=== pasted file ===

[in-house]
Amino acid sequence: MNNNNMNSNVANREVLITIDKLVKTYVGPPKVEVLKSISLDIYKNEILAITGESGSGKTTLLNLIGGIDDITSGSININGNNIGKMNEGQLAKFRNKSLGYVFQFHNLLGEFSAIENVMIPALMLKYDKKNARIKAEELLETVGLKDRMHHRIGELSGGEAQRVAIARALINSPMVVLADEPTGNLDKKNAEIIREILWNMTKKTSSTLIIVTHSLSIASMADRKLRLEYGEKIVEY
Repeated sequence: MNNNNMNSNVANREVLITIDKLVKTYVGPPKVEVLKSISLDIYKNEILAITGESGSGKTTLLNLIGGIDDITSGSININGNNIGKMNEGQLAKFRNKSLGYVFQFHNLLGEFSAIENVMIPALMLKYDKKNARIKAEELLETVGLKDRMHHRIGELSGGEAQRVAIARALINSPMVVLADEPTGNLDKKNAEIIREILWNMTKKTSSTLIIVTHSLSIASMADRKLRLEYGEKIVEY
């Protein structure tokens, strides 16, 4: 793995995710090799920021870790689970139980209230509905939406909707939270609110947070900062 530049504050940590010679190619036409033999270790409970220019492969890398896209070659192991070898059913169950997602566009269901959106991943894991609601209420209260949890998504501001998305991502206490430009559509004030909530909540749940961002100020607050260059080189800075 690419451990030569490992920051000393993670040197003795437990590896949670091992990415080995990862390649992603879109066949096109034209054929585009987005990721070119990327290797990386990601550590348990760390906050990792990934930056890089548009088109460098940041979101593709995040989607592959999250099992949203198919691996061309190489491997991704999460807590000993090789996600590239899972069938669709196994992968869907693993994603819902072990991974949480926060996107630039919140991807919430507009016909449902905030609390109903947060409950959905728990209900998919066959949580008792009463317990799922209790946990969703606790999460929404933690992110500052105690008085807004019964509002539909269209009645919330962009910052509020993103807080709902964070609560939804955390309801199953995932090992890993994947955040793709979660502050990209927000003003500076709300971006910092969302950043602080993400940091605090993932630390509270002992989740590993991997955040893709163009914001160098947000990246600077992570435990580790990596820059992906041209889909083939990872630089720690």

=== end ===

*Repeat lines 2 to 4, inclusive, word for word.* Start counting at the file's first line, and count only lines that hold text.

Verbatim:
Amino acid sequence: MNNNNMNSNVANREVLITIDKLVKTYVGPPKVEVLKSISLDIYKNEILAITGESGSGKTTLLNLIGGIDDITSGSININGNNIGKMNEGQLAKFRNKSLGYVFQFHNLLGEFSAIENVMIPALMLKYDKKNARIKAEELLETVGLKDRMHHRIGELSGGEAQRVAIARALINSPMVVLADEPTGNLDKKNAEIIREILWNMTKKTSSTLIIVTHSLSIASMADRKLRLEYGEKIVEY
Repeated sequence: MNNNNMNSNVANREVLITIDKLVKTYVGPPKVEVLKSISLDIYKNEILAITGESGSGKTTLLNLIGGIDDITSGSININGNNIGKMNEGQLAKFRNKSLGYVFQFHNLLGEFSAIENVMIPALMLKYDKKNARIKAEELLETVGLKDRMHHRIGELSGGEAQRVAIARALINSPMVVLADEPTGNLDKKNAEIIREILWNMTKKTSSTLIIVTHSLSIASMADRKLRLEYGEKIVEY
């Protein structure tokens, strides 16, 4: 793995995710090799920021870790689970139980209230509905939406909707939270609110947070900062 530049504050940590010679190619036409033999270790409970220019492969890398896209070659192991070898059913169950997602566009269901959106991943894991609601209420209260949890998504501001998305991502206490430009559509004030909530909540749940961002100020607050260059080189800075 690419451990030569490992920051000393993670040197003795437990590896949670091992990415080995990862390649992603879109066949096109034209054929585009987005990721070119990327290797990386990601550590348990760390906050990792990934930056890089548009088109460098940041979101593709995040989607592959999250099992949203198919691996061309190489491997991704999460807590000993090789996600590239899972069938669709196994992968869907693993994603819902072990991974949480926060996107630039919140991807919430507009016909449902905030609390109903947060409950959905728990209900998919066959949580008792009463317990799922209790946990969703606790999460929404933690992110500052105690008085807004019964509002539909269209009645919330962009910052509020993103807080709902964070609560939804955390309801199953995932090992890993994947955040793709979660502050990209927000003003500076709300971006910092969302950043602080993400940091605090993932630390509270002992989740590993991997955040893709163009914001160098947000990246600077992570435990580790990596820059992906041209889909083939990872630089720690």